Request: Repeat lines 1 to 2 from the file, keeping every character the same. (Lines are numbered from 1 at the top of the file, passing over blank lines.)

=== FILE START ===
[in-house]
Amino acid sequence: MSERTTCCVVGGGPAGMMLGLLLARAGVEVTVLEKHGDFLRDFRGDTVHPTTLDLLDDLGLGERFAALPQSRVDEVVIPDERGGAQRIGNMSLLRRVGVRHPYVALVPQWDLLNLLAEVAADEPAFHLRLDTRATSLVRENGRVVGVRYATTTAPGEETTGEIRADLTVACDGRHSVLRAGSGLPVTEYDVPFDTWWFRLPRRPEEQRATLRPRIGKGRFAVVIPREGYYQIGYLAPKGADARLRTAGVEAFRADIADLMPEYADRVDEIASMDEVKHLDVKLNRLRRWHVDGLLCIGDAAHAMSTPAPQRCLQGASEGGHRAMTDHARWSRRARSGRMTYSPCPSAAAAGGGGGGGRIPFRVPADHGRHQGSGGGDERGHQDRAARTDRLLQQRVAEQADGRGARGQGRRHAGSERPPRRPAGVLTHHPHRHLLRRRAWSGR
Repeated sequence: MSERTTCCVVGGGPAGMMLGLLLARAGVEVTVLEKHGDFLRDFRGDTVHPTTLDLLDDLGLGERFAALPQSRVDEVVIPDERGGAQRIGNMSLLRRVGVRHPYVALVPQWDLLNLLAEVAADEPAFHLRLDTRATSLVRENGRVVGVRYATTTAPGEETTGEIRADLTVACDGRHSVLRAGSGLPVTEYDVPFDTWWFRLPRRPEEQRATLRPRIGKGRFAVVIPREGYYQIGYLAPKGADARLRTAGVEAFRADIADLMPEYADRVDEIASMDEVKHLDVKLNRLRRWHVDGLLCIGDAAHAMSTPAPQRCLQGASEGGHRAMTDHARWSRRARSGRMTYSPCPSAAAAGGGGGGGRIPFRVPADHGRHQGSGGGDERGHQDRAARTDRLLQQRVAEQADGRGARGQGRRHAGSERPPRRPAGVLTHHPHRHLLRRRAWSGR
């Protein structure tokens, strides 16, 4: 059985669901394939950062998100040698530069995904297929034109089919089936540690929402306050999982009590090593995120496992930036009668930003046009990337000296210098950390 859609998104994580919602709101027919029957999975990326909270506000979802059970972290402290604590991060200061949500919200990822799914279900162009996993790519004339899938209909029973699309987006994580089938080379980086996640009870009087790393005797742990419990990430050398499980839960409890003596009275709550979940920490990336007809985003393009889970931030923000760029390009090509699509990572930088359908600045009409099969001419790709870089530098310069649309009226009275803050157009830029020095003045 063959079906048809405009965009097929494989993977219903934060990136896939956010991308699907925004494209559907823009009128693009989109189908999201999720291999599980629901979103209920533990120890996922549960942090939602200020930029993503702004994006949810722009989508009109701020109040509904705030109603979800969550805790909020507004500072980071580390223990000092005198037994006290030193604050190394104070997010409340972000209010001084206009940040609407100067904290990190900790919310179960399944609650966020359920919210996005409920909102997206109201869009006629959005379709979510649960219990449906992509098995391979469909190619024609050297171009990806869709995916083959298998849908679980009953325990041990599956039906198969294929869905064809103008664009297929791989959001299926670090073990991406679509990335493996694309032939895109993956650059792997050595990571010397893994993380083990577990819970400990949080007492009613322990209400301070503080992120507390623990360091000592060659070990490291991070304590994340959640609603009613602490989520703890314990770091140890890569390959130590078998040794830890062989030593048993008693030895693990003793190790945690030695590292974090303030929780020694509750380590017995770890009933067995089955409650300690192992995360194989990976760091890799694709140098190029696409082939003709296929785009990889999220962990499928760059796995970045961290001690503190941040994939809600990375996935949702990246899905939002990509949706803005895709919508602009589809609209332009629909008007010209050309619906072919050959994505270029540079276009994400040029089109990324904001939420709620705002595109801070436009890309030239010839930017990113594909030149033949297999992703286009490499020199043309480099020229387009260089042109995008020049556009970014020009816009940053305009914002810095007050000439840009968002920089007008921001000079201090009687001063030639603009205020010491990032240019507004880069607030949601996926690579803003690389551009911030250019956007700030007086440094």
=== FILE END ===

[in-house]
Amino acid sequence: MSERTTCCVVGGGPAGMMLGLLLARAGVEVTVLEKHGDFLRDFRGDTVHPTTLDLLDDLGLGERFAALPQSRVDEVVIPDERGGAQRIGNMSLLRRVGVRHPYVALVPQWDLLNLLAEVAADEPAFHLRLDTRATSLVRENGRVVGVRYATTTAPGEETTGEIRADLTVACDGRHSVLRAGSGLPVTEYDVPFDTWWFRLPRRPEEQRATLRPRIGKGRFAVVIPREGYYQIGYLAPKGADARLRTAGVEAFRADIADLMPEYADRVDEIASMDEVKHLDVKLNRLRRWHVDGLLCIGDAAHAMSTPAPQRCLQGASEGGHRAMTDHARWSRRARSGRMTYSPCPSAAAAGGGGGGGRIPFRVPADHGRHQGSGGGDERGHQDRAARTDRLLQQRVAEQADGRGARGQGRRHAGSERPPRRPAGVLTHHPHRHLLRRRAWSGR